Monday, February 22, 2021

The Time Has Come for Tiny Houses to Meet Standard Building Codes

For the longest time Tiny Houses, both on wheels and on-frame, were considered an anomaly in the housing market, allowed to be built with little or no safety or building codes.


But has the time come for them to fall under the IRC umbrella for building new homes.


Now tiny houses are being used as homes for the displaced people, immigrants, and others needing places to live that can’t find affordable housing. Entire communities of tiny houses are popping up everywhere from New England to the West Coast with no thought of safety, sustainability, or energy efficiency.


Storage sheds are being converted to homes and ADUs and NH is about to let them be placed in established residential neighborhoods without meeting local building codes.


What was once an anomaly is becoming a recognized housing alternative. That should make code officials in area jurisdiction in the US worried, 


We’ve all heard of tornadoes tearing entire communities apart, especially manufactured home villages. News crews love showing the damage and there is usually a minimum of deaths related to them. But can you imagine a tornado hitting a tiny home village built from garden sheds built on trailers from Home Depot?


Or what about heavy windstorms ripping through residential neighborhoods filled with tiny houses. Are you starting to see the need for more stringent building codes?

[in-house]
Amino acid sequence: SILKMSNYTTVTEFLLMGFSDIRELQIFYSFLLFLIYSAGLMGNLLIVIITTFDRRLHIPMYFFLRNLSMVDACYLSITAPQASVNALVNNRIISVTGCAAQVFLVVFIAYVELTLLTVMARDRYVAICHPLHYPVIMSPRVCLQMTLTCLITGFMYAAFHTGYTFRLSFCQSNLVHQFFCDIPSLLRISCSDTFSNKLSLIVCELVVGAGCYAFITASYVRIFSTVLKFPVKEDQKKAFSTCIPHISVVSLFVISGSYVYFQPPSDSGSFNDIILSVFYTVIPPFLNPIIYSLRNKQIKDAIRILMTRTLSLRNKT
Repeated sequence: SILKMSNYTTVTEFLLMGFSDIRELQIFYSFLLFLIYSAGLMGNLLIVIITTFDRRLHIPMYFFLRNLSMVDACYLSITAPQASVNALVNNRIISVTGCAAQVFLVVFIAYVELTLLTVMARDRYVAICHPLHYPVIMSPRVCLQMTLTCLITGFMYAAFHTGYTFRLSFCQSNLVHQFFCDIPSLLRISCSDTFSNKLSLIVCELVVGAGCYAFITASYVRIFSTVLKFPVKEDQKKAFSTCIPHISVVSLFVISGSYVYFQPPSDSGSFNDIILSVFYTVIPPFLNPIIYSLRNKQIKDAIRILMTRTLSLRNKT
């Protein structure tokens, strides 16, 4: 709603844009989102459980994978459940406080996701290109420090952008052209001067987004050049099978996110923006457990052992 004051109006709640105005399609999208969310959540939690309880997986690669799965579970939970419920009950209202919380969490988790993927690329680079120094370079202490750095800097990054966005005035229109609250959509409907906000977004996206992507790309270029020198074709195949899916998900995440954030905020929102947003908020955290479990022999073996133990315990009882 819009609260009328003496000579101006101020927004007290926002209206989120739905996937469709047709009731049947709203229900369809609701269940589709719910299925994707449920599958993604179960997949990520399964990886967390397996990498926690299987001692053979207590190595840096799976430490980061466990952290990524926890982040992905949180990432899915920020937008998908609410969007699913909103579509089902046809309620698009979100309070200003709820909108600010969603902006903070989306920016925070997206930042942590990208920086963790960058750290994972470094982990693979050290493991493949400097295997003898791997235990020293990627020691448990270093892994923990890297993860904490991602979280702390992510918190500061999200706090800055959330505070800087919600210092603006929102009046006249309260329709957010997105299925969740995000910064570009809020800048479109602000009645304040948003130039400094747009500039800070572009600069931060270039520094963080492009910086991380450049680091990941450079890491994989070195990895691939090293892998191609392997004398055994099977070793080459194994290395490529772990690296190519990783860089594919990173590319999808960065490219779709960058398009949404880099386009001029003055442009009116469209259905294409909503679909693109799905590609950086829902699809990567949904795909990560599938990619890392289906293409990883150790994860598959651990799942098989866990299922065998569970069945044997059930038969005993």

There are shed builders across the US telling customers their sheds can be adapted for “temporary” housing. This isn’t fair to the people that purchase them.


You also have to look at the life expectancy of these tiny homes. What will they look like in 5 years...10 years. Will they begin dragging down market values in residential neighborhoods?


I admire people that can live in 100 - 400 sq ft but now that tiny houses have begun showing up everywhere, why can’t they meet even the most minimal of standard building codes?


And yes, I know there is an IRC appendix for Tiny Houses but converted garden sheds and homemade houses on small cargo trailers don’t meet any codes. Let’s hope that having to live in one of these is never acceptable.



Gary Fleisher, the Modcoach, writes Modcoach News and Modular Home Coach blogs as well as the best site for off-site consultants, Modcoach Connects

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